Above: Grevillea 'Loopy lou' contrasting with underplantings of Rhagodia spinescens (bottom), Correa alba (top left), existing Dianella 'Yellow stripe' (top right) and Dianella tasmanica (middle right).

Gardening is a strange practice. As gardeners, we spend so much time thinking ahead, researching and applying best-case knowledge and hard-won skills and experience.

We plan for the future, using what we have learned to make an educated guess about how our garden might turn out weeks, months, and years down the track.

And yet despite knowledge, skill, and experience, the results are entirely unpredictable. Some days gardening can be a wholly humbling, frustrating, annoying dance.

Other days, though, it can bring unexpected rewards. That Grevillea you swore was centimetres from death? It's back! The olive you inherited that looked like it would keel over at any moment? Hey, those are new leaves!

In many ways, gardening is representative of the weird lottery of life. We can use our past experience to gauge where we're at, and our hard-won experience to try to prepare for what's ahead as best we can, but in the end we can never really know what's going to happen.

The more we try, the more we fail, but in failing we learn, and that's the real game here.

Above: Banksia blechnifolia beginning to initiate flower spike formation.

The joy and the curse of gardening in rental houses

I've rented houses for twenty years now. Rickety, freezing houses in the shadow of kunanyi in South Hobart, Uni sharehouses in Sandy Bay, cracking terraces with expanding and contracting clay underfoot in Fitzroy North, Kensington and Carlton, a lonely three bedroom house in Reservoir, a small Brunswick East first floor apartment with no outdoor space.

Besides a couple of early mangled attempts when I was at Uni, abandoned when the pub beckoned and assignments called, I've planted at least some kind of garden in all of them. It's been a great ongoing lesson in how to adapt to growing plants in a range of challenging conditions (hello West Hobart, with your pademelons, a 45 degree slope of a backyard, and two hours of direct sunshine in winter).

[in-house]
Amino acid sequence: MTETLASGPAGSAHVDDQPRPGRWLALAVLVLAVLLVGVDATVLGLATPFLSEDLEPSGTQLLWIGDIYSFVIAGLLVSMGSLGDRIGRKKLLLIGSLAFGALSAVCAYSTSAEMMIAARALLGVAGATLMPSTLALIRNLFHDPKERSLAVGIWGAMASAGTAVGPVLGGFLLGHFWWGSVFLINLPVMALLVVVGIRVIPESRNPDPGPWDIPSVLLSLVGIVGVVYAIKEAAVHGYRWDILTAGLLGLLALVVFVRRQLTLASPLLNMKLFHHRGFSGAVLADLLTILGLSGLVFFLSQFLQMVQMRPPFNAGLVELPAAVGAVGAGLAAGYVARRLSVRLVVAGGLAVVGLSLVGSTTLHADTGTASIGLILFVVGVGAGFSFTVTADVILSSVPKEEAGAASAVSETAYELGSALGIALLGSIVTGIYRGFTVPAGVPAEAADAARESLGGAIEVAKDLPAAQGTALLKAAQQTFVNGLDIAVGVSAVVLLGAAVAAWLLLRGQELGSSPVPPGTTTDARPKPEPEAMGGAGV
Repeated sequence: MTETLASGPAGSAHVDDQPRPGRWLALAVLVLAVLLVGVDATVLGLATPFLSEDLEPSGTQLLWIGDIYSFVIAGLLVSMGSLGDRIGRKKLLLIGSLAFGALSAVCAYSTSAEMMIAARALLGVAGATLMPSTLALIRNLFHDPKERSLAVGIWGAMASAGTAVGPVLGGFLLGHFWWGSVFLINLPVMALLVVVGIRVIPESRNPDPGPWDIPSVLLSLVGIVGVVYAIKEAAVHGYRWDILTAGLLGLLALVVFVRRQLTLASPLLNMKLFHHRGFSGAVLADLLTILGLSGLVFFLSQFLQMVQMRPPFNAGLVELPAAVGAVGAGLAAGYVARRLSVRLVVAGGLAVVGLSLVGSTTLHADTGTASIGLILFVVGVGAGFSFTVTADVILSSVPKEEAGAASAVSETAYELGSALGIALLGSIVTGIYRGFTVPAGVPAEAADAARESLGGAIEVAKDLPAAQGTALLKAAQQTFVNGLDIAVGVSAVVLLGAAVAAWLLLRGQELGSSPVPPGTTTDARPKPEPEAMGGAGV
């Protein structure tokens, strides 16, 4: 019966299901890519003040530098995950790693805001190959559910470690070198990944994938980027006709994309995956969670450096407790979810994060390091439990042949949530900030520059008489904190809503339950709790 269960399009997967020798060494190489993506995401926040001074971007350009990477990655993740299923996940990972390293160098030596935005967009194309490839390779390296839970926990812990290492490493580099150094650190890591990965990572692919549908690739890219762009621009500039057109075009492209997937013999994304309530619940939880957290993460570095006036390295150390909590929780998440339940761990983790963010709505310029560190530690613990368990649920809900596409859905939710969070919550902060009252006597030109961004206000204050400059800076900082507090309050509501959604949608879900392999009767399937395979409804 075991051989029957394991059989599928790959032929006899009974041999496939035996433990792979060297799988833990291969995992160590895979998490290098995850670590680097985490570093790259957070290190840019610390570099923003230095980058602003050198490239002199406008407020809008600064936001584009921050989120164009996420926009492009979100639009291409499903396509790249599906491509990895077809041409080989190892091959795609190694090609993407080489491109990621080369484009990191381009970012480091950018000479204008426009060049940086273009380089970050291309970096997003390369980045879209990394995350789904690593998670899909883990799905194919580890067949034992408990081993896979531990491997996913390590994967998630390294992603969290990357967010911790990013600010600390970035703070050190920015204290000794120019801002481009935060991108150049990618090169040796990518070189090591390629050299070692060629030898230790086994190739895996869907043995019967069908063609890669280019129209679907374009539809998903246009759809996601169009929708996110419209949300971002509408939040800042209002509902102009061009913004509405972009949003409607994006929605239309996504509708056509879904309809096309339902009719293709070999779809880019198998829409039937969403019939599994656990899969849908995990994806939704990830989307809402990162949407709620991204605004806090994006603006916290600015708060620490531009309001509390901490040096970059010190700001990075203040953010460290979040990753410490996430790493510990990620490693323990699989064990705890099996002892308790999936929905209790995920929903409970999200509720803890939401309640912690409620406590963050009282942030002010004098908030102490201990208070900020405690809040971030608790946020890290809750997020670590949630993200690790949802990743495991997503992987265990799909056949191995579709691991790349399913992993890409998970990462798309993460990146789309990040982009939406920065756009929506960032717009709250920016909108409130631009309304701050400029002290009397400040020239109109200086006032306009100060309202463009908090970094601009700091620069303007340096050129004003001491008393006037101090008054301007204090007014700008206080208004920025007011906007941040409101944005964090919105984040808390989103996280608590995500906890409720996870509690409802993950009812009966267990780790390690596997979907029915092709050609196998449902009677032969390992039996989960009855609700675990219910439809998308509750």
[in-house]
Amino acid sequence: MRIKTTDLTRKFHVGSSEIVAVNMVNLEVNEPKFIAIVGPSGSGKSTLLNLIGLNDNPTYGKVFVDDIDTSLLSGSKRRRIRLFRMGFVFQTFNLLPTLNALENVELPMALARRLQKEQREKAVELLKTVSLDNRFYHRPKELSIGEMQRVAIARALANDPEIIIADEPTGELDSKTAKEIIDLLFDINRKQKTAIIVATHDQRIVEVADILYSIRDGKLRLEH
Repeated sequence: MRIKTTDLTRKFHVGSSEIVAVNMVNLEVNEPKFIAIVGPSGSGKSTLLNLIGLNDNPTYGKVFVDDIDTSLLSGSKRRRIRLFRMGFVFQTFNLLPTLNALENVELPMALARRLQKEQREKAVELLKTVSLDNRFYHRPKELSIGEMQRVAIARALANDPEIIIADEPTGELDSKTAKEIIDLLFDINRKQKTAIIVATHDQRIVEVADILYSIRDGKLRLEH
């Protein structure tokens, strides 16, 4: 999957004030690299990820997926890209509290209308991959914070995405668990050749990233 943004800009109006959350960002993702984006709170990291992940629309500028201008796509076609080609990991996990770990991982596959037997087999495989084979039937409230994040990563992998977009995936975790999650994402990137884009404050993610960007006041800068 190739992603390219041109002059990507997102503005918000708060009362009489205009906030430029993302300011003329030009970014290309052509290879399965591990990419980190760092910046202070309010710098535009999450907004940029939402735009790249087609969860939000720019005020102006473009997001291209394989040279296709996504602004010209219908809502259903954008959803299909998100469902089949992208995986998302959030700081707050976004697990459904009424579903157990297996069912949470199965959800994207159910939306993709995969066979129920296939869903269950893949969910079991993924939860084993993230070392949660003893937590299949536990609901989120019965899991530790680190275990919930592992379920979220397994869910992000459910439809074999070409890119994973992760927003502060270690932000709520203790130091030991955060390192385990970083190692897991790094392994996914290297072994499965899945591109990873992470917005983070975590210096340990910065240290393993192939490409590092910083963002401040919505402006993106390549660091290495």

It's been sad to leave these gardens behind each time, but one of the things it's taught me has been not to hold too tightly on to anything. Change will come, and sometimes that change will mean saying goodbye to something you've invested in for a year or two.

And that's OK, y'know? Part of the joy of it is the slow strength you build, knowing that wherever you'll be next, you'll be able to grow something.

Above: One of the mass planted Anigozanthos 'Everlasting gold' in flower, with Grevillea 'Carpet layer' providing a low cover underneath.

Building a garden in Northcote

This is just a little run-down of the garden Bec and I planted in our past rental place in Northcote, in Melbourne's inner northern suburbs. The area has a thin layer of sandy loam over a hard clay pan. It doesn't get a lot of rain each year - around 650mm, on average. It can be challenging for any plants that need good drainage, but also hard to keep enough moisture up to some plants through the warmer part of the year. The climate ranges from 0C in the middle of winter overnight to 45C in the height of summer.

When we moved in the garden was dominated by ivy (Hedera helix), which we spent a couple of days digging out from under the jasmine. Here's a photo with the recently removed ivy, showing existing jasmine, Poa spp, Dianella spp, a few Wahlenbergia stricta, and a rather sad Brachyscome.

Below it is the garden as we left it, minus a bunch of container plants on the porch, and the raised planter box you can see above.

Here's a quick rundown of the plants we added to the garden:

Feature plants:

  • Correa alba
  • Grevillea 'Loopy lou'
  • Rhagodia spinescens
  • Banksia blechnifolia
  • Banksia 'Black magic'
  • Adenanthos sericeus.

Supporting / filler plants:

  • Poa poiformis
  • Anigozanthos 'Everlasting gold' (mass planted)
  • Bauera rubioides
  • Lomandra 'Lime tuff'
  • Dianella 'Tiny tas'
  • Grevillea 'Carpet layer'.

Existing local plantings encouraged to return:

  • Wahlenbergia stricta
  • Einadia nutans.

Replacement hedge (at left):

  • Metrosideros excelsa 'Mini xmas'.

These plants failed as a result of pest predation:

  • Chrysocephalum apiculatum
  • Arthropodium milleflorum
  • Rhodanthe chlorocephala
  • Pycnosorus globosus.

Above: Another look at Grevillea 'Loopy lou' and Correa alba contrasting nicely.

It turns out snails and slugs munched these plants as soon as they were planted out, so they weren't good selections for the environment.

By the time we left the garden was attracting many more butterflies, insects, skinks, and nectar-attracted birds, which was super satisfying.

If I had my time over again I would have given the Rhagodia and the Grevillea a little more room from each other as the Rhagodia was unexpectedly super vigorous and needed regular pruning to stop it from choking out the Grevillea.

Planning and planting this garden was a great learning experience and gave me a ton of ideas to take to future gardens.

Thanks for reading.